Police said Monday they were questioning two men in connection with a suicide attack at a Shiite mosque in eastern Pakistan (search) that killed three people plus the bomber — the latest violence in what appears to be rising strife between Shiite and Sunni Muslims (search).
Two security guards died in the attack Sunday while confronting the bomber and preventing far more deaths by blocking his entrance into Husainia Hall mosque (search) in Lahore during evening prayers. The bomber and a passerby also were killed and eight were wounded, Punjab province Law Minister Raja Basharat Illahi said.
Seventy to 80 people were in the mosque for prayers when a man carrying a briefcase tried to enter but was blocked by the guards, officials said. A bomb in the briefcase exploded after a scuffle, during which one of the guards opened fire.
Two men were picked up in the neighborhood where the mosque is located shortly after the bombing, a senior police official in Lahore said on condition of anonymity.
The men — who have not been formally arrested — looked suspicious and tried to run away when police confronted them, he said. Their identities were not given.
The bombing in Lahore came the same day that thousands of people mourned two Sunni Muslim clerics who were gunned down in the southern city of Karachi a day earlier.
The bomb attack was the third this month against a religious target in Punjab in apparent sectarian violence between Shiite and Sunni Muslims.
On Oct. 1, a suicide bombing at a Shiite mosque killed 31 people in Sialkot city. Six days later, a car bombing at a gathering of Sunni radicals in Multan city killed 40.
No group claimed responsibility for those attacks, which prompted authorities to ban religious gatherings nationwide except for Friday prayers at mosques.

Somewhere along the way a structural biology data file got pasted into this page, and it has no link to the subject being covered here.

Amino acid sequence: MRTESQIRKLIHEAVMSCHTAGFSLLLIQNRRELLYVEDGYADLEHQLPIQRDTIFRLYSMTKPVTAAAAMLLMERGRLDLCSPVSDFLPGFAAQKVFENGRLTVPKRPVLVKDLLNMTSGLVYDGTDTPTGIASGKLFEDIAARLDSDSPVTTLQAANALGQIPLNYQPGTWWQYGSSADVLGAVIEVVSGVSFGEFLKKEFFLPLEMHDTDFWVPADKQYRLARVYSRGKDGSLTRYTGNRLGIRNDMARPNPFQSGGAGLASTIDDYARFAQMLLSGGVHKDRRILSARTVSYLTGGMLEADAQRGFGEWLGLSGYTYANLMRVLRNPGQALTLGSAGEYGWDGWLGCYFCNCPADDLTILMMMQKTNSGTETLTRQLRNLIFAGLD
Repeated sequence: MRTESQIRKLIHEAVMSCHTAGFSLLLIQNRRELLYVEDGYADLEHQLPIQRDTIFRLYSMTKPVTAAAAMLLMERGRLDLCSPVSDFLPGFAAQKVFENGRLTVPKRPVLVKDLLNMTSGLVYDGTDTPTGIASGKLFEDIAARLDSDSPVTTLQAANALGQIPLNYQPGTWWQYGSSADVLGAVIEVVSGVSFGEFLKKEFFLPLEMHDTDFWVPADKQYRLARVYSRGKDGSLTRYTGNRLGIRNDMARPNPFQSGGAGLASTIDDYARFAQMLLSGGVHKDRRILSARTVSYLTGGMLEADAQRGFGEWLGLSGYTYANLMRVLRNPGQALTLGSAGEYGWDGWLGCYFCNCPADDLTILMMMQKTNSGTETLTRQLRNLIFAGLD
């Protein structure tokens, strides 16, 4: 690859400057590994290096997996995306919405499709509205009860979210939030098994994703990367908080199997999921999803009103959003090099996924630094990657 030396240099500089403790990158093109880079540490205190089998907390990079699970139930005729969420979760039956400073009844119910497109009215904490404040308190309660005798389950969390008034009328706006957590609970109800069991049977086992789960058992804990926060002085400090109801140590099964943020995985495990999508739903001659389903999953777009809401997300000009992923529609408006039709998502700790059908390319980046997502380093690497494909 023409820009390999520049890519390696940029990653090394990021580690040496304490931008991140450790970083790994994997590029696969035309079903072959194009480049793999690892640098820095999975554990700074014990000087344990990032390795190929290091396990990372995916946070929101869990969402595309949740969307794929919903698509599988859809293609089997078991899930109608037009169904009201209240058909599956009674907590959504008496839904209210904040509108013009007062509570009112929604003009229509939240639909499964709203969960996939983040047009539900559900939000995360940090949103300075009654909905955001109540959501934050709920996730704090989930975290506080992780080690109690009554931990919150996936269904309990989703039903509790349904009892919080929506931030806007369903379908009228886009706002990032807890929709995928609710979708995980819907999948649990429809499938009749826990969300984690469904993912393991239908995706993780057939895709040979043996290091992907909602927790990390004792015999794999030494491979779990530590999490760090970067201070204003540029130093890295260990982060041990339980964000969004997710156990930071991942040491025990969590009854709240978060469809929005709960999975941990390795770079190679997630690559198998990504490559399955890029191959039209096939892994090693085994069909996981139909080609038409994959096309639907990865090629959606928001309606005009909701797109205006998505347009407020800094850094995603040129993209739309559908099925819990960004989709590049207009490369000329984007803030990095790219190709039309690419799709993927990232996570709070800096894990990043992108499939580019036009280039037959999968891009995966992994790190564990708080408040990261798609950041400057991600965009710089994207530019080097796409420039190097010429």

Meanwhile, police and intelligence agents detained about 70 additional people with alleged links to banned extremist groups during raids late Sunday night in Multan and several nearby towns, an intelligence official based in Multan said Monday on condition of anonymity.
Forty of the arrests were made in Multan, he said.
On Sunday, more than 125 militants had been detained for questioning in connection with the Sialkot and Multan bombings and as part of efforts to stop more sectarian violence.
On Saturday, two prominent Sunni clerics, Mufti Jamil and Nazir Ahmed Taunsvi, were gunned down in the volatile city of Karachi, triggering nighttime riots by their followers who set fire to at least four vehicles.
About 10,000 mourners gathered on Sunday at a downtown Islamic seminary, where funeral prayers for Jamil were held amid tight security, with police sharpshooters on rooftops and riot police outside gas stations and banks.
Jamil was known as a pro-Taliban scholar. He was part of a delegation that traveled to Afghanistan after the Sept. 11, 2001, attacks to try to persuade Taliban leaders to hand over Osama bin Laden.
The spate of attacks in Pakistan over the past 10 days comes despite scores of arrests of terror suspects in recent months, and the Sept. 26 killing by security forces of key al-Qaida suspect Amjad Hussain Farooqi — accused in the 2002 beheading of American journalist Daniel Pearl.